But remember, most of those projects were managed by high-earning private consultancies.
Poor IT decisions have landed the infosec profession with some difficult challenges. As many people believe, the very notion of putting powerful Windows-based computers on the desks of poorly trained users is a recipe for trouble, and a gift for the hacker community.
Security is reactive and increasingly complex, and threatens to spin out of control as we try to gain control over both existing technologies and emerging platforms, such as wireless networking and voice over IP.
The current approach to both IT and security is unsustainable and there are moves in a range of quarters to pull us back from the brink.
At government level, the Cabinet Office is working on a programme to raise the level of professionalism within the IT industry as a whole. Working with bodies like the British Computer Society, it is developing training and certification to provide a decent framework for building a profession worthy of the name.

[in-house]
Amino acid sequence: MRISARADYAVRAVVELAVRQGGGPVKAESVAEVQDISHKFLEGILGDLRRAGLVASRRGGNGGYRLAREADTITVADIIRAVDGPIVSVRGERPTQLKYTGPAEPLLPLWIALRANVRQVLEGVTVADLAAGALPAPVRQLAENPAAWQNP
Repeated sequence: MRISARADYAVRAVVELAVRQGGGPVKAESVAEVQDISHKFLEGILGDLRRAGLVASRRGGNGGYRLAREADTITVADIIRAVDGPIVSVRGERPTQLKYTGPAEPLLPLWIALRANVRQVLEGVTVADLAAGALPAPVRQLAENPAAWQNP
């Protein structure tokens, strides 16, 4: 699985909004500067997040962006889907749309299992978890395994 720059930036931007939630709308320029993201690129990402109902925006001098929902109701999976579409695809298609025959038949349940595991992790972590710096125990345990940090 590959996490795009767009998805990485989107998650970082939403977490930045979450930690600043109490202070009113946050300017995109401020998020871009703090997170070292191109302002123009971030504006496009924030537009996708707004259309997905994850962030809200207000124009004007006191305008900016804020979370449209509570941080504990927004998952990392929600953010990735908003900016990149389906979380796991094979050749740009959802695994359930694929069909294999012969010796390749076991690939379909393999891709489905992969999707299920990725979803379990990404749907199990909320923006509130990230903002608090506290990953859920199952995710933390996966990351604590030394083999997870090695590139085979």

In our own industry, we have the newly created Institute of Information Security Professionals, whose founders have worked remarkably fast to get to where they are today, recruiting their first members and mapping out the requirements for full certified membership.
Paul Dorey, the chairman of IISP (profiled in this issue) also happens to be a driving force behind the Jericho Forum. This user-based organisation is backed by some of the world's biggest organisations, all of whom have realised that we need a new way to do security.
The fact that he and other Jericho members will be shaping events at the IISP is a welcome sign that we will generate the people capable of taking on these new ideas and approaches. And the combined purchasing power of the Jericho members has persuaded some of the leading vendors to sit up and take notice, too.
What it means, though, is that we are all going to have to raise our games. Standards are rising, and there's going to be little room for some of the swashbuckling ways of the past. IT and security are maturing at last.
One last point. You'll see a new face on this page from next month. After three years at the helm of SC's UK and US editions, I have decided to move on to new pastures. I hope to stay in touch with the many good security people I have met over that time.
Ron Condon is editor-in-chief of SC Magazine